Gullies and Dunes in a Crater in Newton Basin
Gullies and Dunes in a Crater in Newton Basin
PSP_003464_1380  Science Theme: Fluvial Processes
PSP_003464_1380 is a spectacular image showing gullies associated with distinct layers located at multiple elevations along one crater wall as well as multiple generations of dunes that are eroding or covering a more coherent rock structure.

The gullies in this crater appear to originate at the layers that cover a large extent of the slope. On the left side of the image, gullies can be seen emanating from layers in two distinct sets, each at a different elevation. Gullies are often, but not always, form near layers.

Many of the gullies seen here have sinuous, or wavy, channels. The bends are called meanders, and on Earth, meanders form in streams that have sustained and/or repeated flow. Not all of the gullies seen in this image extend the same distance downslope. This could result from differences in water supply, sediment supply, slope angle, and time of formation, among other factors.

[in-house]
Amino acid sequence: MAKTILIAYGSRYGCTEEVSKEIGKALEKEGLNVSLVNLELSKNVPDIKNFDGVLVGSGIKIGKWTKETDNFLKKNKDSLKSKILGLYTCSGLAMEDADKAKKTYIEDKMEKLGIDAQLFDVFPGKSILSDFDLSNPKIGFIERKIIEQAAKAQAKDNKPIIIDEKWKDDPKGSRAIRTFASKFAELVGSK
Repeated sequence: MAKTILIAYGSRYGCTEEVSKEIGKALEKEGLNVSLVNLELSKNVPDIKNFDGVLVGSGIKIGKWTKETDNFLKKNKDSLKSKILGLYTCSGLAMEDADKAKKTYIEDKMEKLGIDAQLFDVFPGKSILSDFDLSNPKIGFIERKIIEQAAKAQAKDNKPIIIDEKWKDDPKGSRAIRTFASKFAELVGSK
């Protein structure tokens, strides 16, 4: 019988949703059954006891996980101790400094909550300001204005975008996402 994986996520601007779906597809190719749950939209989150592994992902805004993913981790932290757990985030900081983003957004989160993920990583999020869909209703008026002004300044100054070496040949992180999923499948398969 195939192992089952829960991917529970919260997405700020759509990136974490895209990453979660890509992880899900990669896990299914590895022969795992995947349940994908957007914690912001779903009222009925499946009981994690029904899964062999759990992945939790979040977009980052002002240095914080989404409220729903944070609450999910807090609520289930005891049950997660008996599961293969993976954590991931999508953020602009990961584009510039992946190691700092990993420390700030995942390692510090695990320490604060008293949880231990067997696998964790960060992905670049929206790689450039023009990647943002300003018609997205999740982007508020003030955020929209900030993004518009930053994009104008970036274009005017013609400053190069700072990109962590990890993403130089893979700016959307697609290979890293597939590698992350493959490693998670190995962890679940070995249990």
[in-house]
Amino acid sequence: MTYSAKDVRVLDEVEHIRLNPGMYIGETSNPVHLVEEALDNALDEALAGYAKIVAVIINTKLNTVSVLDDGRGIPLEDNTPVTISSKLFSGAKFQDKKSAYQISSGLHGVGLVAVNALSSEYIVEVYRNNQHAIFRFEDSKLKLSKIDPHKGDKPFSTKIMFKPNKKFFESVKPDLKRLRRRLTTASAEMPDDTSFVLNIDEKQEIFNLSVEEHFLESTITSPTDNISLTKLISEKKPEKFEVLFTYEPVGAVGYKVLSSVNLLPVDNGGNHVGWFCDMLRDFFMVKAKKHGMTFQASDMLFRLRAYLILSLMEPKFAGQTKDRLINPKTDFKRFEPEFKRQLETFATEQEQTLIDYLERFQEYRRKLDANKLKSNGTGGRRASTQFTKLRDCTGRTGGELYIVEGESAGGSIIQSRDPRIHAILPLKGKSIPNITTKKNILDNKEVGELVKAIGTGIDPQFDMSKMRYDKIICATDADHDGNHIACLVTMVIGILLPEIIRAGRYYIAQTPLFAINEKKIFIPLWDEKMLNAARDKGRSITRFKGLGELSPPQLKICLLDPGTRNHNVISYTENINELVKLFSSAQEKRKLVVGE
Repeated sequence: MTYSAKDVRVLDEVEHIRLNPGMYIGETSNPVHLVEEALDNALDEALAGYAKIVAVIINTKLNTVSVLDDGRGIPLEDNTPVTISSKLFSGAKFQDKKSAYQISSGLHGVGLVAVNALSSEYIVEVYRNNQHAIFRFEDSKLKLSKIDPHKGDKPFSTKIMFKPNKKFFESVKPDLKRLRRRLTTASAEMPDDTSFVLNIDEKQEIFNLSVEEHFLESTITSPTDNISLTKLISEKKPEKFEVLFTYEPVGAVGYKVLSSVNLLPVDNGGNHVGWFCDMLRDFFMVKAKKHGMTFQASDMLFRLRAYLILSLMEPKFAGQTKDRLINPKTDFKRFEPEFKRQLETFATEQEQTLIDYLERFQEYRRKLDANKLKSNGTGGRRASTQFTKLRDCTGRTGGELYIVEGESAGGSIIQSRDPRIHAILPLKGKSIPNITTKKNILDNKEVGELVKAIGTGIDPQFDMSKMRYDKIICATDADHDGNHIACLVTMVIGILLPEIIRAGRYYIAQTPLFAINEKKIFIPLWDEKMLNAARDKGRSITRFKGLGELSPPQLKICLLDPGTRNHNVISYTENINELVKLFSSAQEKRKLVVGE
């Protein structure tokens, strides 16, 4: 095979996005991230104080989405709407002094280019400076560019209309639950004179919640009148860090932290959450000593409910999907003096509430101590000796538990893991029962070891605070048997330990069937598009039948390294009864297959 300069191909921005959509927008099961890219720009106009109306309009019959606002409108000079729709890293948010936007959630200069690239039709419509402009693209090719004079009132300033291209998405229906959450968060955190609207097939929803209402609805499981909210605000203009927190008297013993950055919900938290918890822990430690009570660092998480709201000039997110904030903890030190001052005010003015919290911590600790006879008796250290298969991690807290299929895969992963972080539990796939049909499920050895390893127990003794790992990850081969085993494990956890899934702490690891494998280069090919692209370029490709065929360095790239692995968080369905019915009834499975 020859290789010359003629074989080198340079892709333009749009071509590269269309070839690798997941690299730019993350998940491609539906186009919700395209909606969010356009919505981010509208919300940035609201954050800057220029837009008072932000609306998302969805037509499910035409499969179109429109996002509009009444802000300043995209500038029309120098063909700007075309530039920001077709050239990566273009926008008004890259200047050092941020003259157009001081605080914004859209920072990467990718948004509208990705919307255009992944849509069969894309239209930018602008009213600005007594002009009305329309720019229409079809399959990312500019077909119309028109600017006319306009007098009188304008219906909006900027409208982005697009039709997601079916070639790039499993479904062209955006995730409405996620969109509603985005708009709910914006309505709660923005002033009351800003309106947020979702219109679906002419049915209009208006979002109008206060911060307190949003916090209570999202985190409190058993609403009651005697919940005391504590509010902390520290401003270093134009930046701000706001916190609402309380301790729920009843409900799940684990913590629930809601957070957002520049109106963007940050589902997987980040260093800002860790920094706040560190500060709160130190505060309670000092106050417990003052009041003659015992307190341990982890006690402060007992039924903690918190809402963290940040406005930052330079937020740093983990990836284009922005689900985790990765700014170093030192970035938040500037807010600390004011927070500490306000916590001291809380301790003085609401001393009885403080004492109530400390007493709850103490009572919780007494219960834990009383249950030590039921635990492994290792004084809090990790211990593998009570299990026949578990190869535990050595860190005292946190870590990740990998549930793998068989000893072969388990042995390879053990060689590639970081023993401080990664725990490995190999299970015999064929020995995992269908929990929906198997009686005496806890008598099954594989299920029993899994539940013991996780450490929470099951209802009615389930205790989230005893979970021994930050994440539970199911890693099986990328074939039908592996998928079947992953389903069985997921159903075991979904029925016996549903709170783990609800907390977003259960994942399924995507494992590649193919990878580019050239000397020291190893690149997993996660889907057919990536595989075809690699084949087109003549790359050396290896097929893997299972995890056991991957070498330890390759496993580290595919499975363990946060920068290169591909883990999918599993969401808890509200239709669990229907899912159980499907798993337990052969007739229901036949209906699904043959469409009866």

Dunes are also visible in this image; they indicate the prevailing wind direction. What is particularly interesting about this dune field is that there is exposed rock in the middle of it. This rock is either being exposed as the wind moves the dunes away from it or it is being covered. The dunes appear to outline the shape of the rock, which suggests that the rock has been uncovered long enough for dunes to form around it.

As the dunes shift over time, they will probably expose more of the underlying rock. The subimage (~1 km across; 1976x1378, 8MB) shows several generations of dunes interacting with the protruding rock.

Written by: Kelly Kolb  (23 May 2007)

Acquisition date
23 April 2007

Local Mars time

Latitude (centered)

Longitude (East)

Spacecraft altitude
253.9 km (157.8 miles)

Original image scale range
50.9 cm/pixel (with 2 x 2 binning) so objects ~153 cm across are resolved

Map projected scale
50 cm/pixel and North is up

Map projection

Emission angle

Phase angle

Solar incidence angle
53°, with the Sun about 37° above the horizon

Solar longitude
224.5°, Northern Autumn

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North azimuth:  97°
Sub-solar azimuth:  15.8°
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Black & white is 5 km across; enhanced color about 1 km
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NASA’s Jet Propulsion Laboratory, a division of the California Institute of Technology in Pasadena, Calif., manages the Mars Reconnaissance Orbiter for NASA’s Science Mission Directorate, Washington. The HiRISE camera was built by Ball Aerospace and Technology Corporation and is operated by the University of Arizona.